Centuries ago, we figured out how to use language to store information, libraries to keep track of that information. Then we figured out how to digitize the whole thing so it takes up less space and is easier and quicker to access. We collectively figured all that out.

    Will computers ever be a threat to us? I’ve got this book sitting here on my desk – The Age of Spiritual Machines, by Ray Kurzweil. He sees us just beginning to tap the capability of the processor (and the book was published some time ago – 1999).

    I”m proud of the programmers who got Watson to that point – and yes, if they can get it down to 40, or 20, or a single server, I’ll be even prouder: because humans will have figured out how to do that.

  3. dvelner says:

    Sorry about your mixed emotions but with your creativity and independent thinking you are a visionary of the future. There is no way a super computer or any other computer will replace a good teacher. I agree with the IBM researcher. Technology and using these tools to enhance a student’s learning is what we do.

    We should be thinking about technology and other ways to make our classrooms more valuable because soon the classroom of today and yesterday will be a thing of the past. This scares the living daylights out of some people who call themselves teachers.

    Keep up the good work, you have an amazing sense of what the future will bring.

  4. Thanks for your kind words Dick!

  5. Joe and Andrew,

    Agreed. Watson is good because of me…um, ur, us. 🙂

  6. Mary says:

    The computer is only as intelligent as human beings program it to be. If we didn’t exist, they would not exist. If we could not think at high levels, they could not perform at high levels. It took the human brain to figure out how to get the computers to do this. And did the computers really do this? On their own? No, they only did what they were programmed to do. The computer did not beat humans. Humans (with a computer program) beat humans

    I think this whole exercise was a waste of time, energy and money that certainly could be used elsewhere more productively. Remember: It took 90, that’s ninety (!) computers run by how many humans to beat a human being.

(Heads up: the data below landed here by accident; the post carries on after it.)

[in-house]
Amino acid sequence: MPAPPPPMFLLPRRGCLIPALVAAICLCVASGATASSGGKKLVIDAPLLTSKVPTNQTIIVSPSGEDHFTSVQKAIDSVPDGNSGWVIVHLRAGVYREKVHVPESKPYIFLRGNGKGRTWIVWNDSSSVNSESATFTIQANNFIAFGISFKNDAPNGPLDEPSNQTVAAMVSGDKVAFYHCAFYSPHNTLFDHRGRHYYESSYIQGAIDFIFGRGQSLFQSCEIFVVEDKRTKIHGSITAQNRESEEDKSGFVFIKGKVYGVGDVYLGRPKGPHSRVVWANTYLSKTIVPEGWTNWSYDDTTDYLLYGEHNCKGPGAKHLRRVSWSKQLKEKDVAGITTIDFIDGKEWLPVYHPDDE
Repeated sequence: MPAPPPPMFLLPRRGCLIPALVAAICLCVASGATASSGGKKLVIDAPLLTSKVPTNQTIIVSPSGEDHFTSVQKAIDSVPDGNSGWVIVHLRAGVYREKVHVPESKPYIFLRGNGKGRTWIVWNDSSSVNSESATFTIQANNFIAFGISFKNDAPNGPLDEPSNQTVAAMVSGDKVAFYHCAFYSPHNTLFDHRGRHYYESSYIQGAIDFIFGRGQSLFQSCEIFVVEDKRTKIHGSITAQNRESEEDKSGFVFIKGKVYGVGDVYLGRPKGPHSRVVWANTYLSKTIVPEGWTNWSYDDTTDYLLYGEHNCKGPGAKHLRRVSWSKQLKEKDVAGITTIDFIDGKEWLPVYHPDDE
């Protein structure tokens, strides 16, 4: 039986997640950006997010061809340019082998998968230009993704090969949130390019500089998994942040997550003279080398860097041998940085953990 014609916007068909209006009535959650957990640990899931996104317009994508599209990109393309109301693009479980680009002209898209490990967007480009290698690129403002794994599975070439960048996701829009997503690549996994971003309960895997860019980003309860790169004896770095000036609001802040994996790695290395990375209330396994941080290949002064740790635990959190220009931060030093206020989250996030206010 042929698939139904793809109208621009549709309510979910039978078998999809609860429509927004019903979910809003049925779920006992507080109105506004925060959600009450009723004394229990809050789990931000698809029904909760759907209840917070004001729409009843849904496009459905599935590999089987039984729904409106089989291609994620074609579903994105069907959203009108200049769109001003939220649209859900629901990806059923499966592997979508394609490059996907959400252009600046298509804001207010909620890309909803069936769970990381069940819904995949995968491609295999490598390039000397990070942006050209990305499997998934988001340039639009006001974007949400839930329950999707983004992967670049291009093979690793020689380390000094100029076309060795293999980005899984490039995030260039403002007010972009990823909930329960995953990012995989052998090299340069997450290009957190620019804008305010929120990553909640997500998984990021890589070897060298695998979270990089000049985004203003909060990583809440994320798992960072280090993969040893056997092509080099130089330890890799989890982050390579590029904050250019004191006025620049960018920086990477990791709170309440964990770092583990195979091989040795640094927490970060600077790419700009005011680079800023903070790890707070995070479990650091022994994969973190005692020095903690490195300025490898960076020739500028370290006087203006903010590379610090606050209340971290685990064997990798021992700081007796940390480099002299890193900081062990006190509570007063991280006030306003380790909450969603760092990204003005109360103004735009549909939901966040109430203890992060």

I think computer tasks and possibilities in the future will only be as productive, creative and ethically conceived as the human beings who program them design them to be. I think we should spend time teaching core values as we spend time teaching computer use. And I am the VP of a company that produces online software for children.
    I think we need to be very cognizant of people in the larger world outside our classrooms who steal our pictures and other information and misuse them. I also am weary of those who send me email every day to try to get whatever money I have to buy some app that does amazing things. Those of us who care about our children and the kind of future they face need to be watchful and involved in blocking the greedy and the mean from robbing or wrongfully using the naive.

  7. Penny says:

    I think there are other fields, including medicine, where computers like Watson could make a big difference earlier than they could to teaching. Here’s a blog post on the topic:

  8. Penny, Thanks for your thoughts regarding Watson’s potential contribution outside of education and in other areas.


Check out what others are saying about this post...
  1. […] This post was mentioned on Twitter by Ellen Paxton, TeacherLearningBoard. TeacherLearningBoard said: Computer is new Jeopardy Champion – […]

Did you forget your username or password?
Login here using your username and password:
Click below to find your state to register for a course.